Threat of Terrorism

Utah Code 76-5-107.3 states “A person commits a threat of terrorism if the person threatens to commit any offense involving bodily injury, death, or substantial property damage, and:

    • threatens the use of a [real or fake] weapon of mass destruction” or “acts with intent to:
      • intimidate or coerce a civilian population or to influence or affect the conduct of a government or a unit of government;
      • prevent or interrupt the occupation of a building or a portion of the building, a place to which the public has access, or a facility or vehicle of public transportation operated by a common carrier; or
      • cause an official or volunteer agency organized to deal with emergencies to take action due to the person’s conduct posing a serious and substantial risk to the general public.”

Making a threat of terrorism is punishable as a second degree felony, third degree felony, or a class A misdemeanor depending on which of the above described subsections were violated.

Which Amendment?

Swanson claimed following his arrest that he did not make a threat to shoot the employees with a gun. He stated that when he used the term “shoot” he meant it in reference to shooting a camera. In his alleged threat he stated that by shooting the employees, he was exercising his First Amendment rights. The First Amendment protects the freedom of religion, free speech, as well as the right to peacefully assemble. It also protects a person’s right to photography as long as they are taking pictures to send a message and that the pictures are going to be shared with an audience. Law enforcement read Swanson’s comment as a threat to use a gun to which he should have stated his right to use his Second Amendment right to bare arms. Either Swanson got his Amendment and their accompanying rights mixed up in his alleged threat of terrorism or his threat to shoot was meant merely to take candid photos of the employees.

Express or implied

If the comment to shoot the YouTube employees had been the only thing Swanson had blurted out online, there is a chance law enforcement may have understood that his intent was to take pictures, not kill people. Unfortunately, the other comments depicting death and murder of the employees painted his intent in a more distressing light. Utah Code 76-5-107.3 notes that regarding a threat of terrorism, “It is not a defense under this section that the person did not attempt to carry out or was incapable of carrying out the threat.” Additionally, A threat under this section may be express or implied.”Regardless of what Swanson actually intended to do, his history of violent speech online set him up to face criminal charges for any threat made.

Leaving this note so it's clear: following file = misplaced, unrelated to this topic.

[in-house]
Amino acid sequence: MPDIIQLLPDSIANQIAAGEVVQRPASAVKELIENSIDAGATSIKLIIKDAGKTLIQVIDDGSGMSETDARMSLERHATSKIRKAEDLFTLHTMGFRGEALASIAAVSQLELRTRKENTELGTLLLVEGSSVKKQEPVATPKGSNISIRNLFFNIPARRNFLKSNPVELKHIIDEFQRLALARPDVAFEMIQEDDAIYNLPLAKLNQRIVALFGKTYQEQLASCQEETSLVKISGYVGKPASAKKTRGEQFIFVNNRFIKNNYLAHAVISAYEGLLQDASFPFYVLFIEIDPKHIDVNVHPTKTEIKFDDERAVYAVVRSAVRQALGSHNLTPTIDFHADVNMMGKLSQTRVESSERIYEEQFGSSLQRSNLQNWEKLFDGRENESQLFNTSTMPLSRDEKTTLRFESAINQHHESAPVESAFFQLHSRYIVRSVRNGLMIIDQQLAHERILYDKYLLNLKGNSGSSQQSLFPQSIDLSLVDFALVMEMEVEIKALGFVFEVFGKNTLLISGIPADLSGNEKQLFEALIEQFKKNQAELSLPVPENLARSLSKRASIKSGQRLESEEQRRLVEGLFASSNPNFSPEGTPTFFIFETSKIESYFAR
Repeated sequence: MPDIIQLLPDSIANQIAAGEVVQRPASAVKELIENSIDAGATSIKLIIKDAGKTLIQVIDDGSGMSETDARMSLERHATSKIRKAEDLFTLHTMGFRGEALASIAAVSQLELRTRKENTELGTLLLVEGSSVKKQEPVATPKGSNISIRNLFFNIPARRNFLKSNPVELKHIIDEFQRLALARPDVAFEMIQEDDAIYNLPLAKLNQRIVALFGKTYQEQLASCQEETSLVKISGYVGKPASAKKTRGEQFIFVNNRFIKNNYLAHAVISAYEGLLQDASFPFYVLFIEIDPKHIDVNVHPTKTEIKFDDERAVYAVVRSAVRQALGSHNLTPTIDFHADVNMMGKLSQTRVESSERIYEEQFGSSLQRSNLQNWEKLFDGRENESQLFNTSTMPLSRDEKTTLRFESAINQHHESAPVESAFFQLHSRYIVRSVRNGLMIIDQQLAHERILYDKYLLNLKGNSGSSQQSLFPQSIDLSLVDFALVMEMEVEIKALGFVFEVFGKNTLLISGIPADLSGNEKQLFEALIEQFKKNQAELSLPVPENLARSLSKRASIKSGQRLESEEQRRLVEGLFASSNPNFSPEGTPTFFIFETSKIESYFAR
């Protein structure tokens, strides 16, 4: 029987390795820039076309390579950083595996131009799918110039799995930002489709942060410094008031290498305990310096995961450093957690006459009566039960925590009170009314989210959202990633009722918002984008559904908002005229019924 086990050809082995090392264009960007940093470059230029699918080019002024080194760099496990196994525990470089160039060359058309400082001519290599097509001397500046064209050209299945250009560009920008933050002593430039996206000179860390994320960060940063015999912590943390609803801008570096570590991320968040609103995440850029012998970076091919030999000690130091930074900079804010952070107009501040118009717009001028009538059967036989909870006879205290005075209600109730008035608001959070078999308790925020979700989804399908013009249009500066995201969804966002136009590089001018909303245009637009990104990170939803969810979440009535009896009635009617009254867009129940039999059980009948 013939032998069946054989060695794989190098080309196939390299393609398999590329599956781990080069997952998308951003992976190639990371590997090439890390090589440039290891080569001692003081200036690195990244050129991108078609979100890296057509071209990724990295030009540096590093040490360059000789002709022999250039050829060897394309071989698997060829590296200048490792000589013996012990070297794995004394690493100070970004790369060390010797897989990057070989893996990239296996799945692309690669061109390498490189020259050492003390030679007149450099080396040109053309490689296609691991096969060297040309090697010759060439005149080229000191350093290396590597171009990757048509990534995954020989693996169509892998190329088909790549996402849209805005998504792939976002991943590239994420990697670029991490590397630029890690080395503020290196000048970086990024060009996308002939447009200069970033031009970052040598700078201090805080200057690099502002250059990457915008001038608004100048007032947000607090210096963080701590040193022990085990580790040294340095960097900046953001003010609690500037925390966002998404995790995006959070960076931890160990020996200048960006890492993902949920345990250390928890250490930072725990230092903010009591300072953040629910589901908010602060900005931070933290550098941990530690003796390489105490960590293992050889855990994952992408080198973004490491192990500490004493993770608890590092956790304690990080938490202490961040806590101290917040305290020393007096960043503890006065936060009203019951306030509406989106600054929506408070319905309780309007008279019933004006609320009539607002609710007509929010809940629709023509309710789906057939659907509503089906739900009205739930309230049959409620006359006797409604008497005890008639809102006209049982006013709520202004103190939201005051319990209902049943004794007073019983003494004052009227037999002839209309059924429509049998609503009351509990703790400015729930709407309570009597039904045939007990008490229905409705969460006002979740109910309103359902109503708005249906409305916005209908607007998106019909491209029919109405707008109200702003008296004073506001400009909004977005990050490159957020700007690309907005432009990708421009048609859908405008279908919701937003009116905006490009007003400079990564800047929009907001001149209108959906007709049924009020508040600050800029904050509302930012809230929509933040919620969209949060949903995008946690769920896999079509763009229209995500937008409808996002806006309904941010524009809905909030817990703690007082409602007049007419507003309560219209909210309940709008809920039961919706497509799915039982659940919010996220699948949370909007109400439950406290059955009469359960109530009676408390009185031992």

Freedom to curb your online rants

While everyone including Swanson has the freedom to speak their mind, it does not mean that anything said out loud on online is okay. Harassment, threats of terrorism, or violent threats are all punishable under the law. Anyone facing criminal charges for something they said should consult with a defense attorney.

Freedom of Speech Does Not Permit Making Threats of Violence against the President

A Utah man is facing decades behind bars for repeatedly making threats of violence against the President, something not considered a right under the Freedom of Speech Clause.

Threatening the President

Photo by: Dave Newman

33 year old Travis Luke Dominguez of Midvale, Utah was arrested after calling 911 on numerous occasions and threatening the life of President Trump. Although there is no evidence reportedly linking Dominguez’s threats of violence to any substantial danger as he is known for blowing smoke, he was arrested and tried in federal court for using his words to make threats of violence against the President.

Threats of violence

Utah Code 76-5-107 notes that making threats of violence is illegal if accompanied with “a show of immediate force or violence” or while “act[ing] with intent to place a person in fear of imminent serious bodily injury . . . or death”. If someone threatens another and acts with intent or violence, is a class B misdemeanor punishable by up to six months in jail. Making a threat against the President however, regardless or any accompanying action is considered a class E felony and punishable by up to five years in federal prison according to 18 U.S. Code § 871.

Freedom of (most) speech

Hateful talk towards POTUS is typical nowadays with many voicing their distaste orally or through social media accounts with vicious flare. While sharing negative opinions about the president is a constitutionally given right to any American citizen, knowingly and willfully sending threatening mail or “otherwise mak[ing] any such threat against the President . . . “ is crossing the line. This law that has been adopted into the United States legal system stems from the English Treason Act of 1351 which made it a crime to plan or “imagine” death to a member of the Royal Family. While the Puritans freed themselves from English rule, they somehow chose to keep a law placing an elected citizen on a pedestal much like the King or Queen’s with special contradictions in place to override constitutional rights of the everyday citizens. Residents of the United States are encouraged to choose their free speech carefully when speaking of individuals in high places to avoid criminal charges.